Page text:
However, in recent years, the tourism business network specialised in MICE has shown great commitment to staying at the forefront of new technological trends, modernising their facilities and offering innovative products and experiences, demonstrating a real commitment to sustainability and the environment,” explains Eva, who goes on: “GCB actively participates in international associations such as ICCA and other Spanish national associations, in order to keep abreast of the latest developments in the sector and to be able to offer our destinations and companies the latest tools and information on trends that are currently taking place.”

As in so many other destinations, the Andalusian city faces major environmental problems, such as CO2 emissions and air pollution, for which the circular economy can provide solutions. Sustainability for those in charge here is more than awareness, it is a commitment to action and the only viable way to do tourism. “The city’s professional MICE and Tourism sectors have responded through official ISO 20121 certifications, measuring and off-setting the carbon event footprint, tackling responsible waste management, and adopting local products,” says Garde. “The positive impact that MICE tourism has on destinations, from a transversal perspective of their economy, society and environment, is increasingly evident for Granada’s public institutions and private companies, and the commitment to this segment has left a more than proven positive impact and tangible legacy.”

Moreover, the Granada Congress Club aims to recognise the achievements of leaders in medicine, science, technology, business, academia, and research centres, who in their position and within their areas of expertise, have been trying to attract conferences to the city and promote it internationally. “The legacy that events leave in destinations in the long term is much more than a positive impact,” says Garde, “it becomes a lasting impact with objectives aligned both with the association or event organiser, and with the destination and its priorities.” This is in line with the local strategy to raise awareness among stakeholders to ensure that events have a positive long-term impact, generating measurable changes at social, political and infrastructural levels.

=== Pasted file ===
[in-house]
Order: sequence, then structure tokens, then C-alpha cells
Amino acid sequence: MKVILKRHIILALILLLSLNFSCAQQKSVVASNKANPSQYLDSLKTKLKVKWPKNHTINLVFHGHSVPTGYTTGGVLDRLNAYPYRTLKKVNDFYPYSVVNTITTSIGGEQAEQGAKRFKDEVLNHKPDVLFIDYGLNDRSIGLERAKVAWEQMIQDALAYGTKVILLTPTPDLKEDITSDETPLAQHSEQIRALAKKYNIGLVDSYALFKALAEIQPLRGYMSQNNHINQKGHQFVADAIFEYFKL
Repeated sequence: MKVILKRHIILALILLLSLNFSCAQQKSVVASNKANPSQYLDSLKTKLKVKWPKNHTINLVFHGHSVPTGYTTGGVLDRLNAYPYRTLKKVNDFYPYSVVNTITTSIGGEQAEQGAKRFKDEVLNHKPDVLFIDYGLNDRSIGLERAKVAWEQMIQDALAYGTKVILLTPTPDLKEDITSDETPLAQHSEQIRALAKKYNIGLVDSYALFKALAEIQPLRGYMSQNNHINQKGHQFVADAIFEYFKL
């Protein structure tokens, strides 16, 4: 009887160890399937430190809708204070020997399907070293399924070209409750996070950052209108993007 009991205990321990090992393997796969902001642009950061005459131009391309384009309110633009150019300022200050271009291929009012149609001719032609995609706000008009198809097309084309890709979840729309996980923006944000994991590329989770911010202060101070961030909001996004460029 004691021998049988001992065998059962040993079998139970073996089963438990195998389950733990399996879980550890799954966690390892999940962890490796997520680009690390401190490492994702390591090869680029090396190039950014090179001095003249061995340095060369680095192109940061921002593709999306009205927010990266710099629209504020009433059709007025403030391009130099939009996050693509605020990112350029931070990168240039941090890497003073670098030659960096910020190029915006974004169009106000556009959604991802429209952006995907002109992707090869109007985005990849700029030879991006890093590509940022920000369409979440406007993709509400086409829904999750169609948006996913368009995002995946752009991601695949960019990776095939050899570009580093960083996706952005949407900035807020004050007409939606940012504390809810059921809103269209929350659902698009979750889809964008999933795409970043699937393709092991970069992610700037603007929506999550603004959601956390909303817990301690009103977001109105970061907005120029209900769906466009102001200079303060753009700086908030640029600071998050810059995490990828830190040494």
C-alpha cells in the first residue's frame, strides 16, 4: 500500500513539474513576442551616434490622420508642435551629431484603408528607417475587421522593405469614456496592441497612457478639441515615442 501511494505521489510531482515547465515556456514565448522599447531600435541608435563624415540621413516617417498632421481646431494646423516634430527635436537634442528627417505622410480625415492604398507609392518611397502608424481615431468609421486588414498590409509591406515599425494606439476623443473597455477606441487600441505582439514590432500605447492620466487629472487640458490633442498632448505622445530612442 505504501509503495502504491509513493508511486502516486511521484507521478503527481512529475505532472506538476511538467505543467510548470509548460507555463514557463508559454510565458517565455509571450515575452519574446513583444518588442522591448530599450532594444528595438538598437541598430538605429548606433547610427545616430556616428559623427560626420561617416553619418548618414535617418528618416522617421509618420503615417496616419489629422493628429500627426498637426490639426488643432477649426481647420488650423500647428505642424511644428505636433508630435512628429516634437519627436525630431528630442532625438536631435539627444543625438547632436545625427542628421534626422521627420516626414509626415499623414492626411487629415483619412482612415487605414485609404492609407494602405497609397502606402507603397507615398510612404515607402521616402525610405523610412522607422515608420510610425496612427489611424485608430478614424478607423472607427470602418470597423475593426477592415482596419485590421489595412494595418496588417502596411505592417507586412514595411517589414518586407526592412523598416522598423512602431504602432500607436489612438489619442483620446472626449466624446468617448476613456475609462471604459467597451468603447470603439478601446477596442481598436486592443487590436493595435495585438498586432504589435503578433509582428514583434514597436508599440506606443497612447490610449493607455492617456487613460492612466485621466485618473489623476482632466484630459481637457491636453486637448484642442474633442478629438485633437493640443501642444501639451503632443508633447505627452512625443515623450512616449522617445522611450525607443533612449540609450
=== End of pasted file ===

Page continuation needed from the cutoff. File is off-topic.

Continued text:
Held from 9-13 September, 2023, IBRO World Congress of Neuroscience, brought together more than 4,000 experts from 90+ countries, following the bidding process initiated in 2014 by the Spanish Society of Neurosciences, Kenes and the GCB. According to the director, hosting this congress is great news because it will have an important and lasting positive impact in many areas: “An example of this is the painting exhibition ‘Butterflies of the soul’ (pictured on the right) by Ramón y Cajal, to bring knowledge about the brain science closer to local citizens. The exhibition opened last June and will last until the end of September 2023, as a way to raise awareness for the congress.”

Focusing on the legacy of events held in Granada, another example worth mentioning would be the recent congress of the Spanish Society of General Medicine (SEMG) held in the city last June. With the aim of drawing attention to the lack of sleep quality in adolescents due to the use of smartphones and new technologies, the SEMG launched a local communication campaign called “Don’t let technology steal your dreams”. On the occasion, several lectures were held in local schools and a competition on the subject is planned at the end of the year.